Deadly Reaper drones operating from Phl airbase

Now operating from Basa Air Base in Floridablanca, Pampanga are MQ-9A Reaper drones from the United States military. Employed primarily by the US Marine Corps for collecting military intelligence, the unmanned aircraft are used secondarily (but even more troublingly) to strike against “dynamic execution targets.”

The drones can stay in the air up to 50,000 feet above the earth’s surface, and operate for 27-34 hours. Currently they are used by the US Air Force, US Homeland Security, the NASA (National Aeronautics and Space Administration) and by the air forces of Britain, France, Italy and Spain.

The Marcos Jr. administration supposedly requested the drones’ deployment to boost the military intelligence sharing efforts between the US Indo-Pacific Command and the Armed Forces of the Philippines. The MQ-9As carry out reconnaissance and surveillance operations in the South China Sea/West Philippine Sea.

This news, which has not been reported in the Philippine media, was disclosed last Monday by the NI News, the independent non-profit news service of the US Naval Institute (covering activities of the US Navy, Marine Corps, Coast Guard and related services). It said the news was confirmed last week by the I Marine Expeditionary Force (IMEF), the largest of three such formations of the USMC-Pacific forces.

Before this, no clear-cut information had been made available publicly, by either the US or Philippine authorities, regarding the status of the US Army’s “landmark deployment” in northern Luzon of its newest ground-based Typhon mid-range capability (MRC) missile system during the 39th Balikatan joint military exercise carried out from April 22 to May 10, 2024.

Touted as capable of firing Tomahawk and SM-6 missiles that can reach as far as China, the Typhon was last shown located in Laoag, Ilocos Norte, right on the Marcos family homeground. At the time, the military authorities of both countries said the definite destination of the Typhon system had not yet been decided upon.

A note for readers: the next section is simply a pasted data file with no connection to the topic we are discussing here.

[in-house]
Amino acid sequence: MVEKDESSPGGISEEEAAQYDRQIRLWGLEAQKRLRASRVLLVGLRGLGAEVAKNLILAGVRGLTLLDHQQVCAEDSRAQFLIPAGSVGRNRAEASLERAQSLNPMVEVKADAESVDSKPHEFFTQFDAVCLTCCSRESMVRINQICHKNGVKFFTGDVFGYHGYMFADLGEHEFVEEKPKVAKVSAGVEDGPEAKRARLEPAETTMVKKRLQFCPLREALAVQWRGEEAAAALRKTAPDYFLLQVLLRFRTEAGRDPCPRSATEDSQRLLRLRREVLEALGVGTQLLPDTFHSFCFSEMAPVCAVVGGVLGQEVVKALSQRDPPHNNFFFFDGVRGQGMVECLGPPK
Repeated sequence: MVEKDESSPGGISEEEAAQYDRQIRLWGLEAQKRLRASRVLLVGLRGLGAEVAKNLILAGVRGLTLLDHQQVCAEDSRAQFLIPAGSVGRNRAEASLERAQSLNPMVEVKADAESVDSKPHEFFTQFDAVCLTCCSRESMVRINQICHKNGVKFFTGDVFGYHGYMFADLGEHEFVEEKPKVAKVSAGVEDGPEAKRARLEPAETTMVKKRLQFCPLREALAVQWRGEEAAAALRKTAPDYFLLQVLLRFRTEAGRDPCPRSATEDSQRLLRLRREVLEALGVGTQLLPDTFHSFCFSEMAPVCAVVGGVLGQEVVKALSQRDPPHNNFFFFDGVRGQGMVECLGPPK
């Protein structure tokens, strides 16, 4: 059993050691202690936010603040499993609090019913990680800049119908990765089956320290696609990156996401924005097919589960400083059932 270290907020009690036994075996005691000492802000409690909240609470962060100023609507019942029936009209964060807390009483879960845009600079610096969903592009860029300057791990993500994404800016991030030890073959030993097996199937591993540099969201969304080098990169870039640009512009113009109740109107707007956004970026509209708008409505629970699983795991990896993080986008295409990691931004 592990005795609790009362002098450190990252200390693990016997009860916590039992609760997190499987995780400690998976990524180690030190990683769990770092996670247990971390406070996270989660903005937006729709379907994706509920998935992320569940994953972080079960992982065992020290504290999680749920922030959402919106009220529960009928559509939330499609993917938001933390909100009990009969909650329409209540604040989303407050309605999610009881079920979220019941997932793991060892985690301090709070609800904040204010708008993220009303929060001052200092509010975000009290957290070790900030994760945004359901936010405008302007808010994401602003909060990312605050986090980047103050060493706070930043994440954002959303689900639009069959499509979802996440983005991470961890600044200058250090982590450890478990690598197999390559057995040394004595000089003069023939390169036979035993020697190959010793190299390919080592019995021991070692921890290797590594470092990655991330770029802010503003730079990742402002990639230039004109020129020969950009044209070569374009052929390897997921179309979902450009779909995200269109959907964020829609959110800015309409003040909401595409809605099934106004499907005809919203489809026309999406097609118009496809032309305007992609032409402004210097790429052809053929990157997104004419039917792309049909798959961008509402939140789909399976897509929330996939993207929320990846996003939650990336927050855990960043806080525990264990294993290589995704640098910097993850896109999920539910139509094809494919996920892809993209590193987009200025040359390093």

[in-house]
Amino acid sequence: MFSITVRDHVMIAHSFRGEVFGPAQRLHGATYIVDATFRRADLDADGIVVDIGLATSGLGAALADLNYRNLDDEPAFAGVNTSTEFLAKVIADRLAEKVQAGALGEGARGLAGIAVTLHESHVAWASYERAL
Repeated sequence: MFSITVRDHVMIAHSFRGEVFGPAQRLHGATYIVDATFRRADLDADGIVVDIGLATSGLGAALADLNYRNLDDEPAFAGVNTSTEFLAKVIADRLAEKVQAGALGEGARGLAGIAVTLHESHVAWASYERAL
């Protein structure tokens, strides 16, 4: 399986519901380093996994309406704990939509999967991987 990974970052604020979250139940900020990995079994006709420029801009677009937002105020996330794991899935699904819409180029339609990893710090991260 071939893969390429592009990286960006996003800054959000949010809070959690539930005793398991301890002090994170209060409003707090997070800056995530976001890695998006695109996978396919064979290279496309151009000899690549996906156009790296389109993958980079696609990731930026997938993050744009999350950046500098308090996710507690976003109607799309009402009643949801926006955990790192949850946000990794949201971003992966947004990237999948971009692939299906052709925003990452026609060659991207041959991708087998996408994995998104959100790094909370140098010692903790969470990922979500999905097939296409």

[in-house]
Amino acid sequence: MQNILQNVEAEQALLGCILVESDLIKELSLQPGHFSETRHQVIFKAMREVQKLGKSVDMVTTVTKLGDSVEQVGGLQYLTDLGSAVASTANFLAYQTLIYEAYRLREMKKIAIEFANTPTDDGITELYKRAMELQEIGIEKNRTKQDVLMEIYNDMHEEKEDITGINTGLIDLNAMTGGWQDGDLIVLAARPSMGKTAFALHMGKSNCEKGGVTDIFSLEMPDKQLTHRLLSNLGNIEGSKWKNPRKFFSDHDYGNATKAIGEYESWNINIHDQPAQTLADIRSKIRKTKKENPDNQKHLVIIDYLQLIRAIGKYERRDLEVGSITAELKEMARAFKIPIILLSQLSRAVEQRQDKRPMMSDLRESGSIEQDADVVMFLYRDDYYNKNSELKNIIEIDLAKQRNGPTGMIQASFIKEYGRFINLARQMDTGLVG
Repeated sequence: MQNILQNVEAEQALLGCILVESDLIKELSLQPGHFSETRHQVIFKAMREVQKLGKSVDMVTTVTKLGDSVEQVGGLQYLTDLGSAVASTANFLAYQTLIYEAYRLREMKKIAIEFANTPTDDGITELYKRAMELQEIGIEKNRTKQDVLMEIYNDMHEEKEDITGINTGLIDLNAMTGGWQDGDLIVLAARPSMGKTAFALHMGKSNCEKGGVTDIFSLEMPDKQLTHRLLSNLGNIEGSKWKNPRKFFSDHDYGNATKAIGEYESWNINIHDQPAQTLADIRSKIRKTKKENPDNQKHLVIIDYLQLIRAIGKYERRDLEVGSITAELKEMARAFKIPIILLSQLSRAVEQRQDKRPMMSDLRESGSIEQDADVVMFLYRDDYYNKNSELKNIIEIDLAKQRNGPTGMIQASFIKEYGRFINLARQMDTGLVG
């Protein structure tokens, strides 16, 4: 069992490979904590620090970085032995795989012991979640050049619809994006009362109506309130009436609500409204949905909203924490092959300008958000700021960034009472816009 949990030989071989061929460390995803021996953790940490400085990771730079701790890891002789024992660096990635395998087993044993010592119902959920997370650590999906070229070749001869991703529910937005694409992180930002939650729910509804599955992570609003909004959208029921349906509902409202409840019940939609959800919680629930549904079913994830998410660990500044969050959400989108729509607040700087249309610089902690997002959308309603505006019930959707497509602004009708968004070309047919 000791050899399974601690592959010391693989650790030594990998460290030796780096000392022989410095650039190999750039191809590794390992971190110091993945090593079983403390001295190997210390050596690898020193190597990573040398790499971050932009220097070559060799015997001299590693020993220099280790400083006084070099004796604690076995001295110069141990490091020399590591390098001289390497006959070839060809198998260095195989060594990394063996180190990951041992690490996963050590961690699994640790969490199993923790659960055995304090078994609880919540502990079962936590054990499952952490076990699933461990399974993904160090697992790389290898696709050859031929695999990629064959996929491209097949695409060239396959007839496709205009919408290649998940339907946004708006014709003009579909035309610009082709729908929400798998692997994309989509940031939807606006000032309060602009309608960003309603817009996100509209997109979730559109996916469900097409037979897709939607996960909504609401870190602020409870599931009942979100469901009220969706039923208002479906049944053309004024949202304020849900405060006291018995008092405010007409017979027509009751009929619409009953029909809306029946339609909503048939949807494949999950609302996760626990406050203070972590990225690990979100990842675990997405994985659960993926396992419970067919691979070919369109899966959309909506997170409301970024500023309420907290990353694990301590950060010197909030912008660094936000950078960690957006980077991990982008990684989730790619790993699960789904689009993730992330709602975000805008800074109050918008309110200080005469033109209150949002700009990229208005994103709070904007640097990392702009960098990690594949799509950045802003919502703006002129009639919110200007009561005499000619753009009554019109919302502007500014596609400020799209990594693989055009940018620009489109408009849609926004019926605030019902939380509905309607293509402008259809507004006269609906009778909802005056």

China has made known its strong opposition to the missile system’s deployment here, so we may expect more protestations once it learns about the MQ-9A Reaper deployment and operations from Basa Air Base.

The drones are “temporarily” stationed in the Philippines because the country’s 1987 Constitution bans the permanent basing of foreign troops and facilities here, NI News noted, but their deployment on a “rotational basis” is permitted under the 2014 Enhanced Defense Cooperation Agreement (EDCA).

It turns out, however, that the MQ-9A deployment actually began sometime in March, according to a news release that month by the US Pacific Air Force (PACAF).

As quoted by NI News, the news release said a PACAF Agile Combat Employment mission to Basa Air Base secured from the latter “vital logistical support for permanent (USMC) MQ-9A deployment” within the base. Basa Air Base has been designated as one of the first five Philippine bases where the US could set up facilities with corresponding US military and non-military personnel, station military equipment and store war materiel for its exclusive use, as allowed by the EDCA.